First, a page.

Is the inflation in your kid’s tummy worse than inflation in our economy?

Published 12:00 am Thursday, May 9, 2024

By Dr. Francis Koster

Adults need to begin to act on the fact that one out of every five of our schoolkids are obese. They have healthcare costs are around $1,000 more every year than a child with a healthy weight and they do not learn as well as their classmates. And according to the Centers for Disease Control, as these obese kids mature, they are likely to have their live expectancy shortened 14 years.

The number of obese school kids has doubled in the past 20 years and continues to increase. The loss of years of healthy life, and the cost of treatment of the weight-caused illness that emerges when they become adults (diabetes, heart conditions, joint destruction) is a national disaster unfolding before our eyes — but most people do not see it, because weight gain everywhere in our society is now the new normal. When women buy a dress size 8 today, it is equivalent to a size 16 50 years ago, so no alarm bell goes off. A size 8 fits, right? 

If one in five of our school kids are at serious and expensive long-term health risk, what should we adults do? This is a tricky issue, because calling out a child for being overweight can cause parental outrage, and child shame, and hostility toward the messenger. On the other hand, if no one brings up the subject, or tries to change the kid’s behavior, we are not acting as responsible adults, and they will lose a lot of years of life.   

Our culture is very divided right now about topics that involve individual rights vs. greater good, and it is difficult to have a conversation about topics that make people emotional. In this case, we have a choice — keep our mouths shut or save lives.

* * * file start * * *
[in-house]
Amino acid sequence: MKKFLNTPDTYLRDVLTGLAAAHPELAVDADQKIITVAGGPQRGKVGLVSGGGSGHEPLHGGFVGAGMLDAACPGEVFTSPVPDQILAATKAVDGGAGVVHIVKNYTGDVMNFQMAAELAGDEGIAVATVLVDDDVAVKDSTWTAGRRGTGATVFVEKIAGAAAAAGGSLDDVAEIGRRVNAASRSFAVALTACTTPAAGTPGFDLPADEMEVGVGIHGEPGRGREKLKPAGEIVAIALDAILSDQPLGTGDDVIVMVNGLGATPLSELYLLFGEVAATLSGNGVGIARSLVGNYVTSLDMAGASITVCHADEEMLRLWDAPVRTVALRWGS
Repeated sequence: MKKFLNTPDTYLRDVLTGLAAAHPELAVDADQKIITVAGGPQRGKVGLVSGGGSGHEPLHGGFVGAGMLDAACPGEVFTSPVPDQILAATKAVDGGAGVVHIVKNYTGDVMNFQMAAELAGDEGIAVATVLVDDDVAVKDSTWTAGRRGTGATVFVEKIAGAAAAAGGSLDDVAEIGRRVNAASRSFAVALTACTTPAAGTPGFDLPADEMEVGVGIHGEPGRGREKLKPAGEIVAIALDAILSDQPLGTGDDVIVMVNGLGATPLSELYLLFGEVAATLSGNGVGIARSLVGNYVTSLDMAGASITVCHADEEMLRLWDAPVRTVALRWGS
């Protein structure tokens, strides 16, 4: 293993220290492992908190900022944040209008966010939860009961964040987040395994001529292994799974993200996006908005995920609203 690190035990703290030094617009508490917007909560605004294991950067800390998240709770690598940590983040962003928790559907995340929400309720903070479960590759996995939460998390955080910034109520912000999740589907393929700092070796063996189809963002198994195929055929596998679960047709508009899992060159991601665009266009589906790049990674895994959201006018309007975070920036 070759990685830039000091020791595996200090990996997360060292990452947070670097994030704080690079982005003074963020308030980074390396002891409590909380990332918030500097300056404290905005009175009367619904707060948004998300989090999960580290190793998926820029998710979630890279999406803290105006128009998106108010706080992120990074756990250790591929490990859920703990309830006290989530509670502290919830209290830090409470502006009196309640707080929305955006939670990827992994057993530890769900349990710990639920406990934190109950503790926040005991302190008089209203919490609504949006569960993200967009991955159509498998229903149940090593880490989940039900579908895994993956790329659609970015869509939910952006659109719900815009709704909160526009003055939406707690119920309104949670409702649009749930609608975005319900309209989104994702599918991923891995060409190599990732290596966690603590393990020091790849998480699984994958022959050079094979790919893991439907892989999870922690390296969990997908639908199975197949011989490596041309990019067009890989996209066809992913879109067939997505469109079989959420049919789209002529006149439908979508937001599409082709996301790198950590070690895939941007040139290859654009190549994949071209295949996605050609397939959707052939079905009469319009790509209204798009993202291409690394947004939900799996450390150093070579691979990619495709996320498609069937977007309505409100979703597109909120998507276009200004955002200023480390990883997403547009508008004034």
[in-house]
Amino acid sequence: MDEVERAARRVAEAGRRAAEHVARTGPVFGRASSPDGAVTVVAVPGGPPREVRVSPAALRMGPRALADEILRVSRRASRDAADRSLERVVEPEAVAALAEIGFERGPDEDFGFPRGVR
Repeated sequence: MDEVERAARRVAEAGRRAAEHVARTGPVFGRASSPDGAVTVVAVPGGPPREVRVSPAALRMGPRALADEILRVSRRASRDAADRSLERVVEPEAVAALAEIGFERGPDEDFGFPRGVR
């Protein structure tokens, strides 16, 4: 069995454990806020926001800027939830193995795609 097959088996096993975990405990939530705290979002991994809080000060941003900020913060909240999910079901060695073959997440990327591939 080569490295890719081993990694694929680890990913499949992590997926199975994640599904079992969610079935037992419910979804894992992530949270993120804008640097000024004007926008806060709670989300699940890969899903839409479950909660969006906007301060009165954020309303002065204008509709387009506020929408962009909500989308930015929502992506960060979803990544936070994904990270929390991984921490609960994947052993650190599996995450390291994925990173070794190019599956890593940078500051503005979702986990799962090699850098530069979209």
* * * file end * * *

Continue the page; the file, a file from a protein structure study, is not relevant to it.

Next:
There are a few very important behavior changes that can be made by the adults involved in a child’s life. First, encourage your family members to stop drinking sugar-free soft drinks — the artificial sweeteners actually cause weight gain. Then go google “How to help my child lose weight without making them feel ashamed?” — and do what you see there.

Acting as a responsible adult by doing these things does not mean you have to pick a fight. You can quietly be a positive role model by altering what you eat, and how much you exercise. The kids look up to you — make sure you deserve it.

If you do this, when you hug your kids, you will find it easier to get your arms around them — now when they are little and slender, and later, when they are still alive.  

You need to do this.

Dr. Koster lives in Kannapolis. After retiring from his career as an administrator in pediatric healthcare, he has been researching and implementing programs that address issues that prevent children from reaching their full potential. You can see the results of that work at  and